Pulled Over

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The events in today’s post happened several weeks after the events of yesterday’s post, in August 2015.

I got pulled over by a cop on the way back to my campground after my day off in Babylon. The funny thing is that I know the cop! It was Officer S., my co-worker’s neighbor. Officer S. is a sheriff’s deputy, and I’ve talked to him in my campground and in the parking lot. He’s always been very nice and polite to me, but the bottom line is, he’s still a cop.

We passed each other going in opposite directions on the road up the mountain, and when I looked over, I thought There goes Officer S. in his sheriff’s department truck. The next thing I knew, the sheriff’s department truck was coming up behind me like a bat out of hell with the lights flashing. I thought he must have just gotten an emergency call to head in the direction I was going.

I pulled off the road, into a turn-out, expecting him to pass me, but he pulled in behind me. WTF?!?!? I wasn’t speeding. I wasn’t driving weird.

I wasn’t scared because I hadn’t been doing anything wrong. I hadn’t been drinking (I haven’t had an alcoholic drink in over two years), and there were no guns or drugs in the van. But I sure as hell was wondering why he was pulling me over.

I turned off my music and sat with my hands on the steering wheel. I didn’t want him to think I was digging around for a gun while I was digging around for my license and registration and insurance card. I figured I could dig around after I told him what I was digging for.

When he walked up to the driver’s side of the van, I told him through the small side window that the main window doesn’t roll down and asked if I should open the door. He assented by reaching to open the door himself. When the door opened and he saw me, he looked sheepish and said he thought I was someone else.

I thought, Yeah, Alfonso Gonzalez, but I didn’t say that aloud.

Turns out he thought I was someone else other than Alfonso Gonzalez. He thought I was some other little gal in a van. He thought I was some crazy lady (he made the swirling finger next to his ear sign), some lady who’d told him her van (with Illinois plates) was in storage in Babylon. He thought she’d taken her Illinois plates off the van and put on New Mexico plates. At least he had the decency to look embarrassed when he realized he’d pulled over the wrong little gal.

He asked me where I was heading, and I must have given him a strange look because he said, Oh, the campground, just as I said the name of my campground.

I asked if he wanted to see anything (meaning license, registration, insurance card, but I should probably rephrase the question in the future because I realized after I said it that it might sound like a come-on line). He said no, which was good, as I don’t think he had any probable cause to pull me over, since I wasn’t the little gal he thought I was.

I guess now I’m one of the locals who knows the cops.

About Blaize Sun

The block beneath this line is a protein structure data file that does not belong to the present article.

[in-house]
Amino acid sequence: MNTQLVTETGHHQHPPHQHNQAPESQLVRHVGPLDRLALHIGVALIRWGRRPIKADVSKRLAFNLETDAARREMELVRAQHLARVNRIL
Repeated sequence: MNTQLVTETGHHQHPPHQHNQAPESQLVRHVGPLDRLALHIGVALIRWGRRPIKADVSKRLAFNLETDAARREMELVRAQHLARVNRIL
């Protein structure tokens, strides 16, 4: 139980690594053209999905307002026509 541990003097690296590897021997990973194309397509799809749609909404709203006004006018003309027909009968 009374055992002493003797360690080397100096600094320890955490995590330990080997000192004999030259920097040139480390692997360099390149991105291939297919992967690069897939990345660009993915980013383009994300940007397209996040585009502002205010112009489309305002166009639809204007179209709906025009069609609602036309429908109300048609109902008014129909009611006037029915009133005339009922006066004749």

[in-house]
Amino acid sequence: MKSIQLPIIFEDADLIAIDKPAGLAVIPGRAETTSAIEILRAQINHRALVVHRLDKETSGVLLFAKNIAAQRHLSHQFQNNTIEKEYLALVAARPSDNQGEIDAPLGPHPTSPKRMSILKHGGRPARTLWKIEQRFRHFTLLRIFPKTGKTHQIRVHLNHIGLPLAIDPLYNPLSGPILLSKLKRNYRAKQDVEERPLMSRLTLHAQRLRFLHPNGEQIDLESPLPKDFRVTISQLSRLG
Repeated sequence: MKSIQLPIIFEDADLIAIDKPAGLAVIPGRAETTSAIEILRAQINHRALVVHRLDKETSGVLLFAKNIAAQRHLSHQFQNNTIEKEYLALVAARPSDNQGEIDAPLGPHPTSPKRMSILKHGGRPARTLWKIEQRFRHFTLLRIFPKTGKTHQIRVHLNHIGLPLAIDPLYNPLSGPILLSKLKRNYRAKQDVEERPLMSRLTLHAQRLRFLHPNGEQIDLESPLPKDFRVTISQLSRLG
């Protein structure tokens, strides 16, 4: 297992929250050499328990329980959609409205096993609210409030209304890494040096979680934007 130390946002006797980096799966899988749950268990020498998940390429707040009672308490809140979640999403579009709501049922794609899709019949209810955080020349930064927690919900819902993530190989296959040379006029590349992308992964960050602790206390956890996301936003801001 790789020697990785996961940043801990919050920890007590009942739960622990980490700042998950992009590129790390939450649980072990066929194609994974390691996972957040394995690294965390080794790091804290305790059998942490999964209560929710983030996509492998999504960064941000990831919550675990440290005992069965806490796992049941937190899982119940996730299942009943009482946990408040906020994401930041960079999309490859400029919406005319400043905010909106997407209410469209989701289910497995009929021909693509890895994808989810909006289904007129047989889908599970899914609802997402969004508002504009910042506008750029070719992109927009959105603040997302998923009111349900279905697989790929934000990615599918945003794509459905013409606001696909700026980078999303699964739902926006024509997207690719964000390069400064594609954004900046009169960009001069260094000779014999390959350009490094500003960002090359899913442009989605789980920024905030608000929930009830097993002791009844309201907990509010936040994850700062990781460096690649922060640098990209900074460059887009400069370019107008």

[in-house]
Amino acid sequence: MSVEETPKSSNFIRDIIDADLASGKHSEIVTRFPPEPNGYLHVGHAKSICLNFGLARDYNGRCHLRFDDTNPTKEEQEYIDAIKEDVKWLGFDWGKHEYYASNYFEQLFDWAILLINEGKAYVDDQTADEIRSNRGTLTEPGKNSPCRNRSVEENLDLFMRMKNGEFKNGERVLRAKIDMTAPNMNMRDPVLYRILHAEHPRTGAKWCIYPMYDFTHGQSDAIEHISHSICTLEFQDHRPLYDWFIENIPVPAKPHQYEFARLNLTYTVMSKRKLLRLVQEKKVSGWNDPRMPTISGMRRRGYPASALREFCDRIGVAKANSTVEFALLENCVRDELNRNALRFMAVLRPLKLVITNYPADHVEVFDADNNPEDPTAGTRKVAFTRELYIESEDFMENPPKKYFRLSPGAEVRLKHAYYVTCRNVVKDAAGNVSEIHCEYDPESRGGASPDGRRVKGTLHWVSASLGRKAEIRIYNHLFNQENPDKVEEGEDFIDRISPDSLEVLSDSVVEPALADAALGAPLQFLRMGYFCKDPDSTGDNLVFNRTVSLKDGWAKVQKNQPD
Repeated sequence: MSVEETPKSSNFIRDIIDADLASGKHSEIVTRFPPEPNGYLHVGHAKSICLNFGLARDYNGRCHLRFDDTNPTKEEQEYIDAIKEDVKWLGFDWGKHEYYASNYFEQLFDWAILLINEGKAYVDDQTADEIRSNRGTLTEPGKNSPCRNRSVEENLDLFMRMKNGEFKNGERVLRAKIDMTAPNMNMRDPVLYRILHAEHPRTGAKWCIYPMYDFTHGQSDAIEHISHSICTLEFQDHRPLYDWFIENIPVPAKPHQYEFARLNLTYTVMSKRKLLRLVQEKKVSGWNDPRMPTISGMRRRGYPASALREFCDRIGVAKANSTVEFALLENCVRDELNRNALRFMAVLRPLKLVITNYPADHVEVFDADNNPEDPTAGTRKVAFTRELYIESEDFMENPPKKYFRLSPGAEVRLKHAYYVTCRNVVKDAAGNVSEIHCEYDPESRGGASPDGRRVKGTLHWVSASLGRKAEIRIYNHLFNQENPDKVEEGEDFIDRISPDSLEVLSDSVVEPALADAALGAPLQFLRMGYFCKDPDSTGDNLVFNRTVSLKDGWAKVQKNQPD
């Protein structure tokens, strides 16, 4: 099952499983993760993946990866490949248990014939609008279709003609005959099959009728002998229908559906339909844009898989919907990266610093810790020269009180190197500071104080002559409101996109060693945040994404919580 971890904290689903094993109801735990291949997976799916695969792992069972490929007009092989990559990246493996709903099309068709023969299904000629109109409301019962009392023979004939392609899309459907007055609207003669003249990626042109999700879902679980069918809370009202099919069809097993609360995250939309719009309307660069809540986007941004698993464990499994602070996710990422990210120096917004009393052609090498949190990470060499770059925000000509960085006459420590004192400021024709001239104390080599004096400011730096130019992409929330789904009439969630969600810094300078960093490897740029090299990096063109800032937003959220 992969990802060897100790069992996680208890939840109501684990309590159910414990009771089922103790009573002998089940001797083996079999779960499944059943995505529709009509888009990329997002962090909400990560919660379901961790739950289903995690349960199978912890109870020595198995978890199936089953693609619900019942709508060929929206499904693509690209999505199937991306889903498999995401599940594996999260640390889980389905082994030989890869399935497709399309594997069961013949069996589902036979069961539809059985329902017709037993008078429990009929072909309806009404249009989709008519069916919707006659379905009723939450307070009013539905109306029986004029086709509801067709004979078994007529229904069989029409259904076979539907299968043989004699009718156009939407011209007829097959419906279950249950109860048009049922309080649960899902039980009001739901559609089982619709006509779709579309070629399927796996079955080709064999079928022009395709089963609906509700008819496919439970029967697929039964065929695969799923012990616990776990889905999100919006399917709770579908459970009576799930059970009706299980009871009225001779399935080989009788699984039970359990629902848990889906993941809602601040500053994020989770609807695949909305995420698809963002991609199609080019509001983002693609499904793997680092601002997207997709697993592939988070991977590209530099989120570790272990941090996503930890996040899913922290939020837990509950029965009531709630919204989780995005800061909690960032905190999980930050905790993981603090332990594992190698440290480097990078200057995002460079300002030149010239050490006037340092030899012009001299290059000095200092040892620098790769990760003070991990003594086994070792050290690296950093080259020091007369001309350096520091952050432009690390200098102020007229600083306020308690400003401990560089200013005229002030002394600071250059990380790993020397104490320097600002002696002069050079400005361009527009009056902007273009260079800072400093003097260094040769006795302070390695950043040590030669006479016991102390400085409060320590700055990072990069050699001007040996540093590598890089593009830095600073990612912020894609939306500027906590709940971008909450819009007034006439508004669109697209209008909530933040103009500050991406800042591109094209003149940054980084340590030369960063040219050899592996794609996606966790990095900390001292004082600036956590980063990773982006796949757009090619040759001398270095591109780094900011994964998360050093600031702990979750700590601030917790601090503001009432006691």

My name is Blaize Sun. Maybe that's the name my family gave me; maybe it's not. In any case, that's the name I'm using here and now. I've been a rubber tramp for nearly a decade.I like to see places I've never seen before, and I like to visit the places I love again and again. For most of my years on the road, my primary residence was my van. For almost half of the time I was a van dweller, I was going it alone. Now my (male) partner and I (a woman) have a travel trailer we can pull with our truck. We have a little piece of property, and when we're not traveling, we park our little camper there. I was a work camper in a remote National Forest recreation area on a mountain for four seasons. I was a camp host and parking lot attendant for two seasons and wrote a book about my experiences called Confessions of a Work Camper: Tales from the Woods. During the last two seasons as a work camper on that mountain, I was a clerk in a campground store. I'm also a house and pet sitter, and I pick up odd jobs when I can. I'm primarily a writer, but I also create beautiful little collages; hand make hemp jewelry and warm, colorful winter hats; and use my creative and artistic skills to decorate my life and brighten the lives of others. My goal (for my writing and my life) is to be real. I don't like fake, and I don't want to share fake. I want to share my authentic thoughts and feelings. I want to give others space and permission to share their authentic selves. Sometimes I think the best way to support others is to leave them alone and allow them to be. I am more than just a rubber tramp artist. I'm fat. I'm funny. I'm flawed. I try to be kind. I'm often grouchy. I am awed by the stars in the dark desert night. I hope my writing moves people. If my writing makes someone laugh or cry or feel angry or happy or troubled or comforted, I have done my job. If my writing makes someone think and question and try a little harder, I've done my job. If my writing opens a door for someone, changes a life, I have done my job well. I hope you enjoy my blog posts, my word and pictures, the work I've done to express myself in a way others will understand. I hope you appreciate the time and energy I put into each post. I hope you will click the like button each time you like what you have read. I hope you will share posts with the people in your life. I hope you'll leave a comment and share your authentic self with me and this blog's other readers. Thank you for reading.  A writer without readers is very sad indeed.

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